I am looking to develop an app that generates a single identicon image that summarizes the genome information in visual form.

Identicons are essentially a visual hash of of data. usually string data such as an IP address or name. In this case, rather than generating an identicon from a single piece of string data. I want to use the entirety of the genotype information (the 4th column) to summarize this data into a graphical representation as a way to visually identify someone from their partial genome.

The input file is a tab-separated file consisting of 600,000 rows. Each row contains the chromosome identifier (There are 23 in total: 1-20, X, Y or MT), the position of the single nucleotide polymorphism (SNP) and the genotype (a two character variation of G,A,T or C). Below is a two line excerpt from the file.

#RSID        Chromosome   Position  Genotype
rs7537756       1         854250    AG
rs13302982      1         861808    GG

Using the Chromasome, Position and Genotype columns. I would like to generate an abstract identifying image from this data. Since there is far too much data, this image does not need to capture the data, only summarize it in a visual fashion. The goal is to setup a service that analyzes anyone's genome file and generates an identicon that is unique to them.

For more information on identicons See the wiki page

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    $\begingroup$ I can't tell what you're trying to do at all. What is the icon supposed to represent? Do you want one icon per line? One per file? Imagine how many lines of code it might take to do what you want. Now, ask yourself if your description of the problem (essentially, the first sentence of your post) is even remotely adequate to describe that task to somebody who's never met you. $\endgroup$ – David Richerby Mar 24 '15 at 21:17
  • $\begingroup$ My apologies. I added some more clarification. $\endgroup$ – Andrew Munro Mar 24 '15 at 22:31
  • $\begingroup$ 1. I'm still not clear on what properties you want the image to have. Can you edit the question to specify that? 2. An identicon is one specific scheme, but there might be other very different schemes you could consider. If you frame your question as "I'm looking for an identicon for my data", then the only answer is "OK, then, use an identicon". But if you frame your question as "I'm looking for a visualization with properties X, Y, and Z; I've looked at identicons and they provide X but not Y or Z", then you open things up to a solution that might meet your needs. $\endgroup$ – D.W. Mar 24 '15 at 22:33
  • $\begingroup$ 3. Also, can you please clarify what you mean by "visually identify someone from their partial genome"? What properties do you need from the visual hash? Are you aware that if you sequence Alice's genome twice, you'll probably get two slightly different answers (genome sequencing is noisy)? And what if the two partial genomes from the same person start at different offsets/positions? I suspect nothing achievable is going to be very useful in practice, for visualizing when two genomes come from the same person. $\endgroup$ – D.W. Mar 24 '15 at 22:35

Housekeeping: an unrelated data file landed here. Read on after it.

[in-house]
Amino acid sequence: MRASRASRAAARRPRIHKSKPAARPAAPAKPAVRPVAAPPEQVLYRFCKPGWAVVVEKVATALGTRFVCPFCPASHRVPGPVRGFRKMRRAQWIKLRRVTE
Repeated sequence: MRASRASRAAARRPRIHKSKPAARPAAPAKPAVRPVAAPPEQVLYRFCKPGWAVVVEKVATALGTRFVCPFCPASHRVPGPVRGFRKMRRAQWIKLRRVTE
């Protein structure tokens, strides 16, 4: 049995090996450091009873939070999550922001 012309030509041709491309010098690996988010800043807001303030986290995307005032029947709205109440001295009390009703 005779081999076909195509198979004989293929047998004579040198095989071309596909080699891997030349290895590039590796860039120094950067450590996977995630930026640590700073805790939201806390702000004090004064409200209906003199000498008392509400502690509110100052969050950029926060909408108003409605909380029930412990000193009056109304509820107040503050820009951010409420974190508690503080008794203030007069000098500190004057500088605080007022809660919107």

If all you want is uniqueness, you could use a visual hash. Hash all of the data (say, with SHA256), then apply a visual hash.

A visual hash is a function $H$. Given a short binary string $x$ (say, 256 bits long), the visual hash computes $H(x)$, a random picture that is a visualization of $x$. The output of the hash is a visualization of the string -- a picture or image of some form -- with the property that different binary strings will lead to different images. Also, $H$ is a deterministic algorithm, so if you hash the same binary string twice, you'll get the same picture both times.

Below I list some visual hash schemes that have been proposed, along with sample images produced by each scheme.

Random Art for PGP keys

Random Art example


(As you'll notice, this is actually a visualization of multiple different schemes at once.)

See also the following research paper:

Hash Visualization: a New Technique to improve Real-World Security. Adrian Perrig and Dawn Song. Proceedings of the International Workshop on Cryptographic Techniques and E-Commerce (CrypTEC), Hong Kong, July 1999.

VizHash GD

VizHash GD example



Snowflake example


Older: README, source

OpenSSH's Visual Host Key

+--[ RSA 2048]----+
|   .+            |
|   + o           |
|  o o +          |
|   + o +         |
|  . o E S        |
|   + * .         |
|    X o .        |
|   . * o         |
|   .o .          |



Use the Edinburgh Genome Foundry

This answer is rather late to the party but may be useful to others seeking a library.

The Edinburgh Genome Foundry provides a range of useful DNA manipulation tools and releases their code under the MIT licence.

In the case of the genome identicon, they provide the sequenticon project which provides a standard set of colours and patterns for use in laboratories.


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